For nearly two decades, precision guided munitions have become an increasingly important staple in the U.S. military inventory. First demonstrated in combat during the first Gulf war, the increased numbers and capabilities demonstrated a decade later in Iraq and Afghanistan became so accepted that any collateral damage – especially civilian casualties – has now become unacceptable to the public.
As the second decade of the 21st century dawns, however, the nature of PGMs is about to change. While missiles, bombs, mortar shells and even guided bullets will remain the heart of the arsenal, a new technology is emerging with the potential to dramatically change the face of combat.
Directed energy weapons are perhaps the ultimate in precision strike. While experiments to date have involved the use of chemical lasers – which tend to be large, expensive and dependent on dangerous chemicals that need periodic replenishment – the future is likely to rest with solid state lasers and significantly advanced liquid lasers.
Two major directed energy weapons programs currently underway are the Joint High Power Solid State Laser (JHPSSL), funded by the Joint Technology Office and the Army to produce a lab-based 100KW technology demonstrator; and the High Energy Liquid Laser Area Defense System (HELLADS), a DARPA-funded program to demonstrate an actual 150KW laser weapons system. JHPSSL is about midway through a three-year program, while HELLADS is approaching demonstration of a 50KW unit cell demonstration. That is expected to be followed by a two-year phase to build and demonstrate a full 150KW capability, then transitioning the technology to the Air Force to test on an airborne platform.
“DARPA’s goal [with HELLADS] was to take the present state-of-the-art and try to make an order of magnitude leap in terms of weight and volume. If you can build and demonstrate a laser of this power to those specifications, it then would be compatible with the kinds of platforms on which you would want to deploy the laser, such as an F-35. That has really been one of the main obstacles previously – they were simply too large and too heavy,” Dr. John Boness, vice president-Directed Energy Weapons at Textron Defense Systems (Wilmington, MA), tells The Year in Defense.
“The publicly released numbers call for building a system at 5kg per kilowatt – or 750kg – and you’re pushing the limits of technology in almost every area to meet those requirements. You have to miniaturize systems by an order of magnitude, the supports and optical systems require lightweight materials, there are considerations involving pulse power and thermal management. It was viewed as a DARPA-hard engineering challenge when we began, but I think we’re doing very well.”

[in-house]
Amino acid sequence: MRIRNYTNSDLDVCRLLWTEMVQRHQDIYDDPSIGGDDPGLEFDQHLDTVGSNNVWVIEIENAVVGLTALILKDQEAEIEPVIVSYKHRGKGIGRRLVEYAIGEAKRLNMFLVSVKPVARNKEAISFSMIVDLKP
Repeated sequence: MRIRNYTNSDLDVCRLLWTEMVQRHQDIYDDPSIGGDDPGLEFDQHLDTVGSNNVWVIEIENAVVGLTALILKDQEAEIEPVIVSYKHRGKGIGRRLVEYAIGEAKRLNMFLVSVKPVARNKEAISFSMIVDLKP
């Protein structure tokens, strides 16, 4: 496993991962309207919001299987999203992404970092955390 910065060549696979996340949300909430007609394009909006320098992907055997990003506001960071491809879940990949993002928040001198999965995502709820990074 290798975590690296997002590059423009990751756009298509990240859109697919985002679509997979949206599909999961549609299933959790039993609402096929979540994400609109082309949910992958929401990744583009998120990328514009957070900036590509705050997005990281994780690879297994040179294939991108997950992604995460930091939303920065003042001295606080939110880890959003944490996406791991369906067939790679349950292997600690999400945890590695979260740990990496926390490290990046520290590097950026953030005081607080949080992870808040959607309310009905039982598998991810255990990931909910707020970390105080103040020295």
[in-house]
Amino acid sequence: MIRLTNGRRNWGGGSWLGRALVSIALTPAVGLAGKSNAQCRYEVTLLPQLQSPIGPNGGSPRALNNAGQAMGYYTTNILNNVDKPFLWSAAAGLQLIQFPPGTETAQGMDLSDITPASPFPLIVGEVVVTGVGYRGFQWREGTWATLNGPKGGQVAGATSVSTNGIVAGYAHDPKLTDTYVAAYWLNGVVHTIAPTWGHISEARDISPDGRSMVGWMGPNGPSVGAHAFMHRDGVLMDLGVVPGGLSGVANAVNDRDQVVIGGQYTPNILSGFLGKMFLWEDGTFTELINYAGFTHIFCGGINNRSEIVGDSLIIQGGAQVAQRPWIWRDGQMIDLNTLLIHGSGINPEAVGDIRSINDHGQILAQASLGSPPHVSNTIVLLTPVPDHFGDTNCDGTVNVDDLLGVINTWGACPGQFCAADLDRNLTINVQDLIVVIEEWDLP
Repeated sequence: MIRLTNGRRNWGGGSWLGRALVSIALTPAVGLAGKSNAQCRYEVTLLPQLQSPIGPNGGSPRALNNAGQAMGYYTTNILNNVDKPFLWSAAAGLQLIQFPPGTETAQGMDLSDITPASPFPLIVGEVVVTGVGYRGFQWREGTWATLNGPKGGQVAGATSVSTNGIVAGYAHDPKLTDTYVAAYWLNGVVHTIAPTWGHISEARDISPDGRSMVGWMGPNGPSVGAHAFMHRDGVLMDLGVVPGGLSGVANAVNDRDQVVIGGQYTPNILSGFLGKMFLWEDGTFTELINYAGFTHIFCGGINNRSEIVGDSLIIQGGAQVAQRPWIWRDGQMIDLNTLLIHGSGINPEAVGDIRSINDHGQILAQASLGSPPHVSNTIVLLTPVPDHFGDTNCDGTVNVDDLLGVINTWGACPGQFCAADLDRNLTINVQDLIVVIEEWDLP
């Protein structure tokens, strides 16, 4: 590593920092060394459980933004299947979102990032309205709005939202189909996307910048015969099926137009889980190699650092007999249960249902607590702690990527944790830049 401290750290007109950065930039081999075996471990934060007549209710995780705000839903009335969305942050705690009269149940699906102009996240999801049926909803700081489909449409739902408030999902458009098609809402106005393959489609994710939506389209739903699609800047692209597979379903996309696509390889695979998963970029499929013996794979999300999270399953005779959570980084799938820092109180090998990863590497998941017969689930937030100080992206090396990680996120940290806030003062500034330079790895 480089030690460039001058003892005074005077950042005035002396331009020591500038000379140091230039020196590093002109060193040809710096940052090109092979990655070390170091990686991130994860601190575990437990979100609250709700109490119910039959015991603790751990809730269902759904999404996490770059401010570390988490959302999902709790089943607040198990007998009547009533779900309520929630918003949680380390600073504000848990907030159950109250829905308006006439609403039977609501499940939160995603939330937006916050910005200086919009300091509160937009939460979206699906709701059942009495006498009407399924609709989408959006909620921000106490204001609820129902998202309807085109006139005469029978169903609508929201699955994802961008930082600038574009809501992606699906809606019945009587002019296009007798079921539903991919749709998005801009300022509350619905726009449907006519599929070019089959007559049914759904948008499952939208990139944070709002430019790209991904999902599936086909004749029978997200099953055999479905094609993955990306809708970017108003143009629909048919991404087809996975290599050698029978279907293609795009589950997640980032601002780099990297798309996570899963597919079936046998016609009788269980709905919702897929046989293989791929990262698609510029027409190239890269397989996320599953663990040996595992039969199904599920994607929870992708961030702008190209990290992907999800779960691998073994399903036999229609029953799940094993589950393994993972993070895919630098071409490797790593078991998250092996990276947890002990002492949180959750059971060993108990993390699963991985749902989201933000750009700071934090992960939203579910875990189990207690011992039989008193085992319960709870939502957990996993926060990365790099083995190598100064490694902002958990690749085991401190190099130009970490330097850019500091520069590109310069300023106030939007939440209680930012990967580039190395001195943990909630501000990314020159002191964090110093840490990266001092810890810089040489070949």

As happened with UAVs, which rose and fell in miliary interest for decades before coming into their own thanks to technological advances in the 1990s, lasers have been studied for at least three decades. Until now, however, they were not powerful enough at a size, weight and logistics requirement to be practical. HELLADS and JHPSSL are strong indicators that this is about to change.
“We would certainly like to see 100KW prototypes in the field within five years – and I think we are on a development pathway now to put demonstrator/prototype systems, especially for the Army and Air Force, into that timeframe. To really put them into the field, in combat, would be the next step, perhaps out in the 7 to 10 year range,” Boness says. “In smaller power ranges, if you can convince the military they have a battlefield utility, they could be available more quickly.”
While all the services are pursuing directed energy, it is not seen as a replacement for the next generations of PGMs, he adds, but as a complementary capability, providing combatant commanders with greater flexibility to address whatever circumstance they may encounter. And to achieve true precision, even directed energy weapons will rely on many of the guidance and targeting technologies being developed for current and future PGMs.